How does the MICR work?
Each check is printed with a series of characters on the bottom of the document. The MICR read head is a device built into the scanner designed to read the magnetic signal emitted by the MICR ink characters on the check. Each character produces a unique waveform which is read and translated by the MICR read head.
Many of you would have seen the magnetic inks bar codes printed on the bottom of your bank's cheque leaves. These bar codes are known as MICR code, an abbreviation for 'Magnetic Ink Character Recognition'. Actually, the MICR is the name given to the technology used in printing the code.
- MICR is an abbreviation for “Magnetic Ink Character Recognition”. The MICR code is a 9 digit code, which is printed at the bottom of a cheque. A MICR code is unique to each bank branch. Thus, a MICR code can be used to uniquely identify any bank branch.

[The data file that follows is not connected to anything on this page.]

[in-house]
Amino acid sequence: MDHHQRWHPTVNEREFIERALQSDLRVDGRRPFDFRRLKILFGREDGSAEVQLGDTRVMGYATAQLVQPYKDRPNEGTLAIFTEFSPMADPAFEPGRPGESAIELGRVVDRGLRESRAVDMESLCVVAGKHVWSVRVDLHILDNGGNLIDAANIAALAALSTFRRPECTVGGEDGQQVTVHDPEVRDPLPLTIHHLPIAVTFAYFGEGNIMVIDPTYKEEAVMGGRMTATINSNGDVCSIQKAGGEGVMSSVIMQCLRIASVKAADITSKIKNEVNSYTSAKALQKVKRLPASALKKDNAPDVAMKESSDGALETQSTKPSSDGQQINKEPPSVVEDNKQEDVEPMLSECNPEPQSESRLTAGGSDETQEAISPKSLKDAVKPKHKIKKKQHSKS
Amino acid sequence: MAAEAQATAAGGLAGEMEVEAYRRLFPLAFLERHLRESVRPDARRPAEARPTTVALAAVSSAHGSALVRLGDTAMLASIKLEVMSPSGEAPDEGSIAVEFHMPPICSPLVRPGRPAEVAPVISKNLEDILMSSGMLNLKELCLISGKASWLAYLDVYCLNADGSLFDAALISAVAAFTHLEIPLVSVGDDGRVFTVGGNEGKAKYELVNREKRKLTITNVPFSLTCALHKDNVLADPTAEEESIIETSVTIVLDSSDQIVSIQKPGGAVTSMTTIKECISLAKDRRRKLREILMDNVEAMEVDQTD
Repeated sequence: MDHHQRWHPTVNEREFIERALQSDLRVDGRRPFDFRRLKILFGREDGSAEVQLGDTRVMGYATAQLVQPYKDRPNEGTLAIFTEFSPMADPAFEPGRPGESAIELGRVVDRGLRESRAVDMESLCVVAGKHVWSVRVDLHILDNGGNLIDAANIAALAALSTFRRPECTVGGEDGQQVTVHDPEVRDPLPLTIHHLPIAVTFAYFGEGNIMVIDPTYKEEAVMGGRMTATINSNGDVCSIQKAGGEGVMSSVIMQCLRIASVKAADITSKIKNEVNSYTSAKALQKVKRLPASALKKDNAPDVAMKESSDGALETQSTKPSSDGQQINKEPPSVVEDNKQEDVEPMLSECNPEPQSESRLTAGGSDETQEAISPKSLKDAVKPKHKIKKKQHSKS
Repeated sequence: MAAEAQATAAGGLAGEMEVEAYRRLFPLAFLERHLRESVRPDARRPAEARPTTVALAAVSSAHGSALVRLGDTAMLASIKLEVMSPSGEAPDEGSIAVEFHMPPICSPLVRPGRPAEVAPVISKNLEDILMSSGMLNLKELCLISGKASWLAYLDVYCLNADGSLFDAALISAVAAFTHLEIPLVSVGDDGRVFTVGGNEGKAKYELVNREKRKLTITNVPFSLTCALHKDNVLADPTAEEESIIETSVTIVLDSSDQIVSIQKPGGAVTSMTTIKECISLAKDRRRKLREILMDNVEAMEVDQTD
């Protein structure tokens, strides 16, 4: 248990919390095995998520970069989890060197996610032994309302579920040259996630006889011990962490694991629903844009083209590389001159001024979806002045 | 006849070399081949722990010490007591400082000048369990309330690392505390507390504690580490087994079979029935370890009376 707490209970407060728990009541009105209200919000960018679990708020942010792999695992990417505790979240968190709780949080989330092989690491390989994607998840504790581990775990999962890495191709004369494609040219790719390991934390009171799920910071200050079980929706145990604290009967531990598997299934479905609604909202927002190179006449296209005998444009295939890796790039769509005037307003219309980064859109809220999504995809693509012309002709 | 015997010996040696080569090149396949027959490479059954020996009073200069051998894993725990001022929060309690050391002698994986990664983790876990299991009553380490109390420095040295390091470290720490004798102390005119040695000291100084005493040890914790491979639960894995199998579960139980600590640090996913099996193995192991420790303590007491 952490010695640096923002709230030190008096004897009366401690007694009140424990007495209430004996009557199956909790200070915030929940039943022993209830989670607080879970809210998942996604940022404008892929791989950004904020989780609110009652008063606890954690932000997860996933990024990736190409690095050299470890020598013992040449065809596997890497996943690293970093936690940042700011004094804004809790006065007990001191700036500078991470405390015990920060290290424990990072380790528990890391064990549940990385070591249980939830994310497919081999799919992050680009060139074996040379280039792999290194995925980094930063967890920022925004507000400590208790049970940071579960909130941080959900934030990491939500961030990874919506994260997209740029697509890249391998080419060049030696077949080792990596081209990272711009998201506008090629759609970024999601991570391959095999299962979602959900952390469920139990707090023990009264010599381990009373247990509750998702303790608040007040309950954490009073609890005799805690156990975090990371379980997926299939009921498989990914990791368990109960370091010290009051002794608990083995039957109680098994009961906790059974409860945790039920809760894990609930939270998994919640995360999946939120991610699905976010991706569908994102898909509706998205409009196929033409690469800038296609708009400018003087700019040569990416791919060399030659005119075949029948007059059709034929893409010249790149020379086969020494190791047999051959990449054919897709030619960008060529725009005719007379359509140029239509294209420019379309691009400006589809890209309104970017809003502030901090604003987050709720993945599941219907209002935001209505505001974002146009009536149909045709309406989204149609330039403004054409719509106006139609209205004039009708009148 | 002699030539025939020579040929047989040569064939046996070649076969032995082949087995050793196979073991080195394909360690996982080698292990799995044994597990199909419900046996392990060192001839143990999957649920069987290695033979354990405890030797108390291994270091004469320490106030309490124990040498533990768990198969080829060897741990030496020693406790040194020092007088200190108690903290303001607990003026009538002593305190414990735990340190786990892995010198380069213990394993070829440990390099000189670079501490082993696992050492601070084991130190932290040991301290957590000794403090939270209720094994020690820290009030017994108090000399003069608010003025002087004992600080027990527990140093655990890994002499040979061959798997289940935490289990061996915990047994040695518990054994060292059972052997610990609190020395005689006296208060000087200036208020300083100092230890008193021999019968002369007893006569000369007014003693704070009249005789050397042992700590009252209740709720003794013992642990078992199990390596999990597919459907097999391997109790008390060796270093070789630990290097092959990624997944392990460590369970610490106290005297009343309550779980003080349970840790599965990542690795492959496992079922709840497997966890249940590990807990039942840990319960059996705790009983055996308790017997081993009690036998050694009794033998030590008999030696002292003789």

- CTS is based on a cheque truncation or online image-based cheque clearing system where cheque images and magnetic ink character recognition (MICR) data are captured at the collecting bank branch and transmitted electronically.
- A SWIFT code is an international bank code that identifies particular banks worldwide. It's also known as a Bank Identifier Code (BIC). CommBank uses SWIFT codes to send money to overseas banks. A SWIFT code consists of 8 or 11 characters. You'll need to give this code to anyone sending money to you from overseas.
Updated: 2nd October 2019